The most creative junkie in the world

No legal advice … is a monthly column by Zachary Kelman, General Counsel for Cointelegraph. He is a licensed New York lawyer special...

No legal advice is a monthly column by Zachary Kelman, General Counsel for Cointelegraph. He is a licensed New York lawyer specializing in policy, legal, and regulatory matters relating to Bitcoin, digital currencies, and blockchain technology.

For two decades, the presidents of the United States kept the US military in Afghanistan to support the fragile local government, charged with keeping the Taliban at bay. Earlier this month, the US military left and the US-backed Afghan government collapsed like a pitched tent with the mast removed. It was obvious to all observers that fundamental change in Afghanistan was still impossible, and US military intelligence had to know this inevitable reality. What is not clear is why, at this particular moment, the United States ultimately withdrew.

The answer may lie in an increasingly powerful, but often overlooked, force affecting decision-making in Washington, DC: the risk of US sovereign debt. With $ 28 trillion in gross national debt, unprecedented silver print and quantitative easing, along with decades of low interest rates, America has spent most of its monetary ammunition over the past decade. It has prompted policymakers to break the glass and release billions of dollars in emergency spending, scaring those US sovereign debt holders who suddenly have more reason to fear the once unthinkable prospect of a sovereign debt collapse. American. Into this void enter President Joe Biden and the 117th US Congress.

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You might think that the obvious method of allaying creditors’ concerns lies in the balance sheet, by raising tax rates or cutting expenses. However, tax hikes and budget cuts are like shutting down an open bar at a house party just when it gets fun. The winning political formula here is always the IOU – raising taxes upsets voters and hurts market optimism, while cutting spending prevents politicians from keeping their promises and reduces their access to the gravy train. However, just like a smart junkie, America can always find a way to reassure the pesky Treasury holders and creditors that America is still “good for her.”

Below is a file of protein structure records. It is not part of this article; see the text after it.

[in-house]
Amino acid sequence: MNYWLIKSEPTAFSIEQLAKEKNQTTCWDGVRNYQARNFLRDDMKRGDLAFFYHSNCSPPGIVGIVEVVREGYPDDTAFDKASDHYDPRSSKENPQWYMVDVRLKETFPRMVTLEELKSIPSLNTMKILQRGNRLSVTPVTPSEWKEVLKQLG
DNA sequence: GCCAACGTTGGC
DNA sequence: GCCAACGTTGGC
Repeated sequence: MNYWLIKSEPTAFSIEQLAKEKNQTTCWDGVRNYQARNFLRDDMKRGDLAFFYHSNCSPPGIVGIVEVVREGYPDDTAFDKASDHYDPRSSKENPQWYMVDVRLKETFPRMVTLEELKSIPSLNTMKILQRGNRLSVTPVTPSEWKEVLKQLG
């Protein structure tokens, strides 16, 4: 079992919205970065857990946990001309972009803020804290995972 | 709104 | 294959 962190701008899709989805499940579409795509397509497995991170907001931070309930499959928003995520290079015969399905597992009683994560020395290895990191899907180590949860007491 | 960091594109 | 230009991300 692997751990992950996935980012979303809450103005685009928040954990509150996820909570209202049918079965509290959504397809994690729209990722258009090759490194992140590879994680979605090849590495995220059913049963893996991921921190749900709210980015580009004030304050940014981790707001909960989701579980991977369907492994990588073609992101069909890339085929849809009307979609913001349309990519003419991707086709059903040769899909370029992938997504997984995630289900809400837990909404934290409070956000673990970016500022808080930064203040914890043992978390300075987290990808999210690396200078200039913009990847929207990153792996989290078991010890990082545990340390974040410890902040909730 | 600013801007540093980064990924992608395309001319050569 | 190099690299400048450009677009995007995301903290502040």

Ending the war in Afghanistan may not directly result in a reduction in the military budget, but it signals an end to the attitude that caused America’s relentless foreign interventionism after 9/11. By ending the war, America is effectively telling the world that it has ended the co-dependent relationship that contributes to its addiction, without having to stop the cold turkey altogether.

Likewise, budget hawks allege that creating the arguably impossible crypto tax reporting requirements outlined in the amendment to the recent US infrastructure bill will allow the federal government to earn tens of billions of dollars in “lost” revenue without having to raise tax rates. Since raising taxes sends a negative market signal that undermines economic stability, and spending trillions of dollars in spending without so-called “pay-fors” sends a signal Negative to suspicious American debt holders, it offers policymakers the opportunity to have their cake and eat it too. Threatening to turn the US crypto community upside down and shake it up until tens of billions of dollars are rolled out – even if their unpaid tax bills are only a fraction of that – can bring an impact. temporary relief to worried creditors, who are likely crypto neophytes themselves, without the heinous burden of actual fiscal responsibility.

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Anyone who has had family or close friends with a drug or gambling addiction knows the difference between a real change in an addict’s habits and the superficial promises and decisions they use to cover up their continued addiction. . We know how important our support and optimism can be and keep our hopes up until we are burned several times as it becomes evident that no fundamental change has taken place. As the old tools of monetary policy rust and wear out and America shifts to wild quantitative easing and unprecedented public spending, holders of US debt have good reason to hope that the nation has found a way to keep moving forward, especially as the dollar positions itself in the global monetary system. For America’s sake, let’s pray that he can remain the most creative junkie in history for years to come – hopefully without having to throw the crypto industry under the bus again.

This article is for general information purposes and is not intended to be and should not be construed as legal advice.

Zachary Kelman acts as general advisor to Cointelegraph. He is an attorney who focuses on the regulatory environment surrounding digital currency and fintech, from securing licenses and designing compliance policies to meet newly developed laws in the Philippines or to meet and develop policy with Caribbean regulators. Prior to co-founding Kelman PLLC, he managed the compliance program. Zachary has represented and advised entrepreneurs on legal best practices for their business in the fintech space.

The views, thoughts and opinions expressed here are solely those of the author and do not necessarily reflect or represent the views and opinions of Cointelegraph.